IBRC spent a lot of time, and money, trying to establish where the IPG assets were, who was controlling them, how to recover them and where the Quinn children were getting their money.

Anglo had "raped" the Quinn group, "bankrupted me for €3 billion"

It took legal proceedings in Russia and India and several other places trying to secure the IPG assets. The Quinns persistently denied dishonesty, insisting they had lost control over the assets and didn’t know their whereabouts.

The five children were cross-examined in 2013 about how they spent about €2.5 million paid to them from Russian companies after the bank insisted their evidence about their 2011 employment contracts with those firms was “completely unbelievable”.

IPG Assets

Sean Quinn junior said he didn’t believe he had to say what he had done with about €400,000 paid to him over a year by IPG companies and his wife was advised she didn’t have to explain how she spent €320,297 paid to her.

Aoife Quinn said she had spent, within a year, almost all of her €370,000 salary from a Russian company paid into her bank account in Moscow but had no receipts. She agreed she travelled to Dubai eight times between 2011 and 2012 to meet lawyers and others, made eight trips to Russia and also travelled to Kiev in Ukraine, Cyprus, Abu Dhabi and Zurich in Switzerland in 2011 and 2012. She denied she was involved in meetings to set up a trust for her father.

There were many applications to vary the freezing orders, with the Quinns complaining those prevented them getting mortgages or buying cars and living “normal lives”.

There were many days of hearings of bitter disputes over living expenses for the family and persistent rows over the alleged role of foreign companies and lawyers in the asset stripping. Other disputes were over discovery of hundreds of thousands of documents and exactly what claims could be advanced.

The Quinns' battle to hold onto former Quinn assets suffered a major setback when they were refused injunctions in late 2013 preventing IBRC either moving Quinn group assets into Nama or selling them by the end of the year. The assets included 27 identified properties here and in various countries, including Russia, India and Turkey.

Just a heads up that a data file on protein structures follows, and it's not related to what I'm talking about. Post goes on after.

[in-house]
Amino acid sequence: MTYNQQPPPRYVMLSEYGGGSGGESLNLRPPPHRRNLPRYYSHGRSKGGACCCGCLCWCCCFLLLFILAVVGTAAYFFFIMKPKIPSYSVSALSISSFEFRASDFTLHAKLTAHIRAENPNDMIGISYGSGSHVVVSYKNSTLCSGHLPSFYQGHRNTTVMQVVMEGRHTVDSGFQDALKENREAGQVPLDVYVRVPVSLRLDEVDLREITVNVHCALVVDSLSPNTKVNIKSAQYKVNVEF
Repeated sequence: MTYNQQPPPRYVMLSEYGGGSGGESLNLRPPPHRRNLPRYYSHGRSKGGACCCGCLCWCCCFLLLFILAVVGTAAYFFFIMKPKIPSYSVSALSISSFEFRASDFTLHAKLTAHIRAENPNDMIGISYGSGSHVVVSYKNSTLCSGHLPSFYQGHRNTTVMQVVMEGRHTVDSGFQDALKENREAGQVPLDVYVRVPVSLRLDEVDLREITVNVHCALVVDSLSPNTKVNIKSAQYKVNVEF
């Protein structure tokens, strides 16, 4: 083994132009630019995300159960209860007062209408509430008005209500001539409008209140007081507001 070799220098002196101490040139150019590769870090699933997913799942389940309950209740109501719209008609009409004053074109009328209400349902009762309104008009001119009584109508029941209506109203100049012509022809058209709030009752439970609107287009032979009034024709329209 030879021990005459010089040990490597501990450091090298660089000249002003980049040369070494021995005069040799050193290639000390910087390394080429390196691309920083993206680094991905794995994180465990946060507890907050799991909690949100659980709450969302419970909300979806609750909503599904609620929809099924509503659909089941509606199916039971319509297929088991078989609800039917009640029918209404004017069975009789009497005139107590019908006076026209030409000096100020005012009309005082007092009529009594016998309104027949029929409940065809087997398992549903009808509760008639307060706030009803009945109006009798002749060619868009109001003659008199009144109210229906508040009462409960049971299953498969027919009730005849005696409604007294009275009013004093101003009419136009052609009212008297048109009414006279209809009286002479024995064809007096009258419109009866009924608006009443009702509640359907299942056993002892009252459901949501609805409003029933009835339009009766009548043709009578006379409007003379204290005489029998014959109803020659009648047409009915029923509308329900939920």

IBRC managed to recover some of the key assets in the IPG, including the Kutuzoff tower block in Moscow, but the progress of asset recovery appeared to slow after 2013 and was adversely affected by events such as the Russian invasion of Ukraine.

IBRC's frustration with the progress of asset recovery was underlined by its decision to hire a Russian based asset recovery firm, A1, to help recover assets. Under the deal, A1 was to share in the proceeds of any asset recovery. Exactly what return it has achieved has yet to be established.

One source has conservatively estimated the total legal costs to date, here and abroad, at well over €25 million

In 2016, IBRC special liquidator Kieran Wallace complained IBRC still did not know the whereabouts of certain assets and estimated it had lost some US $95 million dollars in rental income, along with several valuable properties in several countries.

Just last January, IBRC claimed that Dubai registered Mecon FZE, a company connected to an advisory firm to the Quinn family, was behind the cash extraction of about $15 million dollars from an Indian company via bogus transactions. IBRC has since reached an agreement with Mecon.

There was also little monetary satisfaction for IBRC in relation to Sean Quinn senior who was declared bankrupt in 2012 on foot of debts of €2.89 billion to Anglo. He exited bankruptcy after three years. IBRC recently got judgment for €121 million against his wife Patricia who also went bankrupt.

Neither the litigation nor asset recovery has come cheap but the exact costs of all of it have yet to be disclosed. What is clear is the costs to the State must be enormous.

One source has conservatively estimated the total legal costs to date, here and abroad, at well over €25 million. Others think it is substantially more. The additional asset recovery and other costs, including accountancy, could well exceed the €25 million.

There was nothing “normal” about this litigation saga.

Mary Carolan

Mary Carolan

Mary Carolan is the Legal Affairs Correspondent of the Irish Times